Dr. Gerald Auger is an Adjunct Professor in the Department of Cyber and Computer Sciences at The Citadel in Charleston and a content creator and founder of simplycyber.io. He really brings information security related content to help IT or information security professionals take their career further, faster. Being a cybersecurity guru of sorts, he also spent sometime supporting DIB as a contractor.

In this episode, he offers tactical tips on how to get a job in the cybersecurity field and how businesses can better align with the current market to fill their cybersecurity roles.

Venturing into the field of cybersecurity with no prior experience might seem daunting at first, but it is entirely feasible with the right approach and dedication. The cybersecurity sector is rapidly expanding, with a growing demand for skilled professionals to protect against increasing cyber threats. This demand creates numerous entry points for aspiring cybersecurity experts, especially in the cleared space.

The first step in transitioning into cybersecurity is to build a solid foundation of knowledge. This can be achieved through self-study, online courses, and certifications. Start with the basics of computer science and networking, then move on to more specialized areas of cybersecurity such as ethical hacking, digital forensics, and cryptography. Certifications like CompTIA Security+, Certified Information Systems Security Professional (CISSP), and Certified Ethical Hacker (CEH) are highly regarded in the industry and can significantly boost your employability. Many of these certifications do not require prior experience, but they do demand a good understanding of the concepts.

Practical experience is crucial, but if you don’t have an employer to give you a chance to gain that experience, how can you get a job? One way is through internships, even if they are unpaid. Another is by setting up your own lab environment at home to practice your skills, participate in online forums, or contribute to open source cybersecurity projects. Engaging in Capture The Flag (CTF) competitions and cybersecurity challenges online can also provide hands-on experience and help you apply what you’ve learned in real-world scenarios.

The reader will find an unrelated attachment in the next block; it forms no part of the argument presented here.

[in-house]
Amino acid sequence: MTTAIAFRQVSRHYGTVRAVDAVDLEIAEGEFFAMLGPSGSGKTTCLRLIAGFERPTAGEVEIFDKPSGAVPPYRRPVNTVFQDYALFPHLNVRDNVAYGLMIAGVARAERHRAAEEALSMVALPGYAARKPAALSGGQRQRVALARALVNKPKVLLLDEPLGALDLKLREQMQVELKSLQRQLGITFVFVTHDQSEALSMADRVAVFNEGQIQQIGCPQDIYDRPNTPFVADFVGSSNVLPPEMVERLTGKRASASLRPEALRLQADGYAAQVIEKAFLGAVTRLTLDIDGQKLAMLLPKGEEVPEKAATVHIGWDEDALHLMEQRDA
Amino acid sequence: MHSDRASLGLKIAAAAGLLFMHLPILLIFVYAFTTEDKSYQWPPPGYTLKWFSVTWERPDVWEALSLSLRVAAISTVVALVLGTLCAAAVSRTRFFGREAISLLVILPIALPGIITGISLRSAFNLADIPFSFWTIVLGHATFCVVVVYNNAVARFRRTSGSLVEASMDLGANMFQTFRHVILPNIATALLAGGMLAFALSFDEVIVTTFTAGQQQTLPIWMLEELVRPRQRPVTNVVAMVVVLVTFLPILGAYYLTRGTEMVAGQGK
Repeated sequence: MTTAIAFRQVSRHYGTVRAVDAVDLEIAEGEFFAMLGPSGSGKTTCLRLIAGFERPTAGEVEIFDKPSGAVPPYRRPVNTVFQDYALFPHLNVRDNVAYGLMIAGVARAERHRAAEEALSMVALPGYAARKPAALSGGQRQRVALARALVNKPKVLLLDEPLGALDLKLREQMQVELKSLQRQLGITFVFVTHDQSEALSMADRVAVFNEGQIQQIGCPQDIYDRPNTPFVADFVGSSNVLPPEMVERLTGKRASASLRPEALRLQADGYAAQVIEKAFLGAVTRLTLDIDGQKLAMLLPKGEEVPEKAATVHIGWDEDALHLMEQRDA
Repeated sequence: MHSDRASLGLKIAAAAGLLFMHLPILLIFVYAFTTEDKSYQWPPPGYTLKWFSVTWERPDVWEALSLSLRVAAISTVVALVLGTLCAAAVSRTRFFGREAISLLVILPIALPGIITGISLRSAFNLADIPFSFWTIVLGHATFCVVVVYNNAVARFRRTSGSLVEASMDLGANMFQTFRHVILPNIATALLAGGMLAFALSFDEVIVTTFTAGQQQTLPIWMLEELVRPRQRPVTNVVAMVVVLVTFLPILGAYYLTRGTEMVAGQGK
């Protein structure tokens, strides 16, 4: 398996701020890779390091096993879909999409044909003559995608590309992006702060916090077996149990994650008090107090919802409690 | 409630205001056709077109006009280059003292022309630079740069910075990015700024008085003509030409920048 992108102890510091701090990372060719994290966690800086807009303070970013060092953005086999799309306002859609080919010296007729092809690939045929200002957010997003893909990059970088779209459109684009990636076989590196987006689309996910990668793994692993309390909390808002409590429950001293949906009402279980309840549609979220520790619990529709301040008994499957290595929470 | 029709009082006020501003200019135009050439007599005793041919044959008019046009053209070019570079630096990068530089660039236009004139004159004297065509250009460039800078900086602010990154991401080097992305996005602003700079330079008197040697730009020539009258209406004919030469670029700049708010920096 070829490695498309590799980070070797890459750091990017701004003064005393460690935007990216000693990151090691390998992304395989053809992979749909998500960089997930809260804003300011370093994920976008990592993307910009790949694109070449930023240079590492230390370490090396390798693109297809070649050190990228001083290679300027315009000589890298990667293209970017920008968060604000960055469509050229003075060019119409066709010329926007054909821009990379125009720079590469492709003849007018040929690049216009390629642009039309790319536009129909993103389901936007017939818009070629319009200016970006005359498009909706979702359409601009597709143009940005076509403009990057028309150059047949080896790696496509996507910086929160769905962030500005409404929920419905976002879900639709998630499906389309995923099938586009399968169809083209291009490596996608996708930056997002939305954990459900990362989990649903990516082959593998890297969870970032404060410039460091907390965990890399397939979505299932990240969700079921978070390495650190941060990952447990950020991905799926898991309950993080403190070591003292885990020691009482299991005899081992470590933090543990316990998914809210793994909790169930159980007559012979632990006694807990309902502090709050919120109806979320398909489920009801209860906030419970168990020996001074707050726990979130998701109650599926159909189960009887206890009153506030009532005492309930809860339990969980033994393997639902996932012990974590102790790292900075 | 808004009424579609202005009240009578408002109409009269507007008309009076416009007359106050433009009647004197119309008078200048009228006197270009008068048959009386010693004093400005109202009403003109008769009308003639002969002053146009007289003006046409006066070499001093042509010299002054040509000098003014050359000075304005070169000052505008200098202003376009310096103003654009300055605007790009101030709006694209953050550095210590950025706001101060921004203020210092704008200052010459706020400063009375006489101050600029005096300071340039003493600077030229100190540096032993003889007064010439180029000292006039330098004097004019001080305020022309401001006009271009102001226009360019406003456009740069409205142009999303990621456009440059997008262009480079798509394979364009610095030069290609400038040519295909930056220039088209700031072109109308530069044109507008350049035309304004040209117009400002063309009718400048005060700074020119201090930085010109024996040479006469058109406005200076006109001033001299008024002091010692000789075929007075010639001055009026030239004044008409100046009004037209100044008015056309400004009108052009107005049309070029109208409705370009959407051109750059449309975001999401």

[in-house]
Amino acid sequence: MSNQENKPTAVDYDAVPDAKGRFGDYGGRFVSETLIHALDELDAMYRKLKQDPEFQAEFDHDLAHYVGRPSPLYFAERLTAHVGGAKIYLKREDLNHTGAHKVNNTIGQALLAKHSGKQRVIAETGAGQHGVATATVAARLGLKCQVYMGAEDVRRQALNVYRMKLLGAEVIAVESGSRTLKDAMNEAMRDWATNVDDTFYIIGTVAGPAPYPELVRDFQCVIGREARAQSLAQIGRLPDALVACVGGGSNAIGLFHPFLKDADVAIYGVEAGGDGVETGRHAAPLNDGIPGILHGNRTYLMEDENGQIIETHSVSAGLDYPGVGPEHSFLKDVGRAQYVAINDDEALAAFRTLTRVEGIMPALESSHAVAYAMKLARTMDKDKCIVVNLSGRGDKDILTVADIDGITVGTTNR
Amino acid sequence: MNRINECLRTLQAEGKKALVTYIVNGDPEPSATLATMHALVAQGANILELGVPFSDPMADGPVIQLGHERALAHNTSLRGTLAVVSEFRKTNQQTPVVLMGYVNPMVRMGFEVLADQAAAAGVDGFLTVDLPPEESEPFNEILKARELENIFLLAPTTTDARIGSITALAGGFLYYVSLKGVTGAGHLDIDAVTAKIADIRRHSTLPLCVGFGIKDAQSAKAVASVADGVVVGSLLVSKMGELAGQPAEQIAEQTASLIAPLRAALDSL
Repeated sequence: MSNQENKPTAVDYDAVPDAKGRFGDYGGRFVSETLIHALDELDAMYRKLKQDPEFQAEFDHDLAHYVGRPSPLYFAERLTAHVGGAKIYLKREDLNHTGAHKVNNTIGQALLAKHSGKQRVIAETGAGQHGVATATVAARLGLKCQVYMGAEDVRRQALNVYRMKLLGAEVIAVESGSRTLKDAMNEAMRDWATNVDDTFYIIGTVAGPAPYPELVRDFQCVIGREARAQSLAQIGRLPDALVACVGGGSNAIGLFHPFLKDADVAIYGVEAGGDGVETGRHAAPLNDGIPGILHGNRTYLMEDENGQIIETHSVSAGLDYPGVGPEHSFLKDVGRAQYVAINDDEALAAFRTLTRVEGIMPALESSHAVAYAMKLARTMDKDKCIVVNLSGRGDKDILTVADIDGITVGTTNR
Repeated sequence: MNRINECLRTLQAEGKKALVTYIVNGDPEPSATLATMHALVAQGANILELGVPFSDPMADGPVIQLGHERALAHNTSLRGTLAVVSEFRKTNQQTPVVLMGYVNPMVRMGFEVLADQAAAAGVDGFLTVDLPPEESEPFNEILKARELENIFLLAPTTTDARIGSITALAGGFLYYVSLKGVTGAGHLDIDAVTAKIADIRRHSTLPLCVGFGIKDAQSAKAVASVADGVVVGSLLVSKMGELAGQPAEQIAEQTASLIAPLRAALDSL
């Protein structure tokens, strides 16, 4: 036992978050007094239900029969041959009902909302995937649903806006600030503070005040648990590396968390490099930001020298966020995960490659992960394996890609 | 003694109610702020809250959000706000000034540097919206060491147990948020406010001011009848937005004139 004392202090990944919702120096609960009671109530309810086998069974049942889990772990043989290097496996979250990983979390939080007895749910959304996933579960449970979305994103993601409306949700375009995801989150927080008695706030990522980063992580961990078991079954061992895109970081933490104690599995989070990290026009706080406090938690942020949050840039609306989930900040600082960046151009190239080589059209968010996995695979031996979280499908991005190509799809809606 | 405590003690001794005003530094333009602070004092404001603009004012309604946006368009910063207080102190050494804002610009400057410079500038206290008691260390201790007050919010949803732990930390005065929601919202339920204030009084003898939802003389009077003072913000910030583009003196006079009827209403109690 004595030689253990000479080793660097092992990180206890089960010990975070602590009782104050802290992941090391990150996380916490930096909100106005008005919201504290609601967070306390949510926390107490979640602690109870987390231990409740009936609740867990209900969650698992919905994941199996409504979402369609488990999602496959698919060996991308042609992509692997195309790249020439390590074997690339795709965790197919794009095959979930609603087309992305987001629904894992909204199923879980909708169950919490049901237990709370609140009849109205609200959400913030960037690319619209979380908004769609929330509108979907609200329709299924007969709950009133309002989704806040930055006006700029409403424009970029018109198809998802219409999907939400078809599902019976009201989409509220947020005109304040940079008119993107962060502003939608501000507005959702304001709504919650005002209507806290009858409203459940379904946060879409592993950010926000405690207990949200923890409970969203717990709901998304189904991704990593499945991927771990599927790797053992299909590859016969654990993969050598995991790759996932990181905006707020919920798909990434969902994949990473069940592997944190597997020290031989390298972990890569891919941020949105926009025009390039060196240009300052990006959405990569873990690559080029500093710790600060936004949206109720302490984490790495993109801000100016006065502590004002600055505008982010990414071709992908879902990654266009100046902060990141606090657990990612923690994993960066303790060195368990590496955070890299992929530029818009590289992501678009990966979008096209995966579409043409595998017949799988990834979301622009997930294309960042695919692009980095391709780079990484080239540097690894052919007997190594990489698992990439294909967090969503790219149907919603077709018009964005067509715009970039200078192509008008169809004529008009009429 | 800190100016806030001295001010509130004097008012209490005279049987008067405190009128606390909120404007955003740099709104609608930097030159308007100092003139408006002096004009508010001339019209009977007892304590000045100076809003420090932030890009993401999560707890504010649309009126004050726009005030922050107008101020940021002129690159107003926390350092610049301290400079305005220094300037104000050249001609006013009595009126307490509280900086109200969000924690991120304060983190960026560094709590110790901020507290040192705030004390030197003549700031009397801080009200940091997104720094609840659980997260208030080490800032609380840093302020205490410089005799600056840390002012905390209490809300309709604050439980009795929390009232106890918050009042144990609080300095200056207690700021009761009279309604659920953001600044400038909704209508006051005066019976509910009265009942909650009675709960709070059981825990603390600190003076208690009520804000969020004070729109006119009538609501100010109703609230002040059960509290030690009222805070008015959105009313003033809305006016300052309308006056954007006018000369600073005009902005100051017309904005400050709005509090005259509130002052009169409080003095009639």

Networking is another key aspect of breaking into cybersecurity. Attend industry conferences, workshops, and meetups to connect with professionals in the field. These connections can provide valuable insights, advice, and potentially lead to job opportunities.

From an employer standpoint, recruiters should be marketing this exact article to candidates looking to get in the field. Building talent pipelines through education can be a great way to build the candidate pool for an industry that just doesn’t have enough cleared talent. Offering current employees looking to transition into the cybersecurity field through extra hands on hours can be another way to keep upward mobility and professional development for your staff as benefits while filling those hard to staff roles like cyber.

Remember, transitioning into cybersecurity or hiring for cybersecurity missions is a journey that requires patience, persistence, and continuous learning. With the right approach, you can build the skills and experience needed to succeed in this dynamic and rewarding field.

Tune in to Part 2 of our podcast with Gerry in a few weeks! Subscribe here.

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Katie Helbling is a marketing fanatic that enjoys anything digital, communications, promotions & events. She has 10+ years in the DoD supporting multiple contractors with recruitment strategy, staffing augmentation, marketing, & communications. Favorite type of beer: IPA. Fave hike: the Grouse Grind, Vancouver, BC. Fave social platform: ClearanceJobs! 🇺🇸